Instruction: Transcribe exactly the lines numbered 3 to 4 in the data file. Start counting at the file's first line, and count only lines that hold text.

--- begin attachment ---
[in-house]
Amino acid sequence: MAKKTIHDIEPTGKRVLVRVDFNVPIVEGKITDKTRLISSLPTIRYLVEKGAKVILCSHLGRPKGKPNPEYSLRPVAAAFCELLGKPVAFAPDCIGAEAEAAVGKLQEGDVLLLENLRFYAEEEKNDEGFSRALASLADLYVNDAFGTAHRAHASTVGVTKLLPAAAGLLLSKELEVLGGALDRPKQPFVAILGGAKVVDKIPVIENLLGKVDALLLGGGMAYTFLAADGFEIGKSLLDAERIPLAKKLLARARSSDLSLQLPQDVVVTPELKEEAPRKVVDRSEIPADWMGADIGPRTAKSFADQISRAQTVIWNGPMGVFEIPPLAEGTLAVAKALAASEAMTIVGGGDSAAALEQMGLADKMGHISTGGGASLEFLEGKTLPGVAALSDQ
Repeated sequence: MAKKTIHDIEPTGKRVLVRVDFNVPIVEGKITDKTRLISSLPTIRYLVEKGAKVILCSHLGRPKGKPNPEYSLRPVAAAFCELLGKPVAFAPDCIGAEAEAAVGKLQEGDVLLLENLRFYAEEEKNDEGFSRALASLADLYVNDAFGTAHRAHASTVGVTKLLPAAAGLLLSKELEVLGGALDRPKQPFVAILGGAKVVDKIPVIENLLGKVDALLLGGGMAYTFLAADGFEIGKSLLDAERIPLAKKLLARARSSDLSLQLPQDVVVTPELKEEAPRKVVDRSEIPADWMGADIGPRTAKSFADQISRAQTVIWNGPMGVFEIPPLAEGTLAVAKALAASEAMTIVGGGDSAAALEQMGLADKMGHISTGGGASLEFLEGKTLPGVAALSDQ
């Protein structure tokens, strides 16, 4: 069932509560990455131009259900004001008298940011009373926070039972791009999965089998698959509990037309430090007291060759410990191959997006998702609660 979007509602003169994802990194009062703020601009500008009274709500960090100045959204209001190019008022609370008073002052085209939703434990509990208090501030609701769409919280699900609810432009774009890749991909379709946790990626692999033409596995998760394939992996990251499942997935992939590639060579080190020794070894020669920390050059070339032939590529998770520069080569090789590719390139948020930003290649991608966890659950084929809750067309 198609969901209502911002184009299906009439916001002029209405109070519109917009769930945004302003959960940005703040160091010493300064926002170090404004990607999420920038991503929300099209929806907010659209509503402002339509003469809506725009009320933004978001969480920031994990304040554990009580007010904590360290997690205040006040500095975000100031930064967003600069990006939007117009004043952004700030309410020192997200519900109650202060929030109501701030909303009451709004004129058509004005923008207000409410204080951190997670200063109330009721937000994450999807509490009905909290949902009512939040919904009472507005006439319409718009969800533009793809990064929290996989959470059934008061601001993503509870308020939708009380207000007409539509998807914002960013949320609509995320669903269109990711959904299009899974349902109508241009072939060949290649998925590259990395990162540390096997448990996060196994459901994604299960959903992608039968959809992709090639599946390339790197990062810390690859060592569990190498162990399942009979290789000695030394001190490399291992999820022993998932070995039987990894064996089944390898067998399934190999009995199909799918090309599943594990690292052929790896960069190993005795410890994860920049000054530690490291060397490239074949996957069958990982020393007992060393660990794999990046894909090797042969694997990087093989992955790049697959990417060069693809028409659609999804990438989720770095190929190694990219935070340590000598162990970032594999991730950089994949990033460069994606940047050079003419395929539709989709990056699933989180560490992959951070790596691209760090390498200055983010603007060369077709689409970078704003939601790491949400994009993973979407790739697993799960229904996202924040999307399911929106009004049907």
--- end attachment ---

Repeated sequence: MAKKTIHDIEPTGKRVLVRVDFNVPIVEGKITDKTRLISSLPTIRYLVEKGAKVILCSHLGRPKGKPNPEYSLRPVAAAFCELLGKPVAFAPDCIGAEAEAAVGKLQEGDVLLLENLRFYAEEEKNDEGFSRALASLADLYVNDAFGTAHRAHASTVGVTKLLPAAAGLLLSKELEVLGGALDRPKQPFVAILGGAKVVDKIPVIENLLGKVDALLLGGGMAYTFLAADGFEIGKSLLDAERIPLAKKLLARARSSDLSLQLPQDVVVTPELKEEAPRKVVDRSEIPADWMGADIGPRTAKSFADQISRAQTVIWNGPMGVFEIPPLAEGTLAVAKALAASEAMTIVGGGDSAAALEQMGLADKMGHISTGGGASLEFLEGKTLPGVAALSDQ
């Protein structure tokens, strides 16, 4: 069932509560990455131009259900004001008298940011009373926070039972791009999965089998698959509990037309430090007291060759410990191959997006998702609660 979007509602003169994802990194009062703020601009500008009274709500960090100045959204209001190019008022609370008073002052085209939703434990509990208090501030609701769409919280699900609810432009774009890749991909379709946790990626692999033409596995998760394939992996990251499942997935992939590639060579080190020794070894020669920390050059070339032939590529998770520069080569090789590719390139948020930003290649991608966890659950084929809750067309 198609969901209502911002184009299906009439916001002029209405109070519109917009769930945004302003959960940005703040160091010493300064926002170090404004990607999420920038991503929300099209929806907010659209509503402002339509003469809506725009009320933004978001969480920031994990304040554990009580007010904590360290997690205040006040500095975000100031930064967003600069990006939007117009004043952004700030309410020192997200519900109650202060929030109501701030909303009451709004004129058509004005923008207000409410204080951190997670200063109330009721937000994450999807509490009905909290949902009512939040919904009472507005006439319409718009969800533009793809990064929290996989959470059934008061601001993503509870308020939708009380207000007409539509998807914002960013949320609509995320669903269109990711959904299009899974349902109508241009072939060949290649998925590259990395990162540390096997448990996060196994459901994604299960959903992608039968959809992709090639599946390339790197990062810390690859060592569990190498162990399942009979290789000695030394001190490399291992999820022993998932070995039987990894064996089944390898067998399934190999009995199909799918090309599943594990690292052929790896960069190993005795410890994860920049000054530690490291060397490239074949996957069958990982020393007992060393660990794999990046894909090797042969694997990087093989992955790049697959990417060069693809028409659609999804990438989720770095190929190694990219935070340590000598162990970032594999991730950089994949990033460069994606940047050079003419395929539709989709990056699933989180560490992959951070790596691209760090390498200055983010603007060369077709689409970078704003939601790491949400994009993973979407790739697993799960229904996202924040999307399911929106009004049907």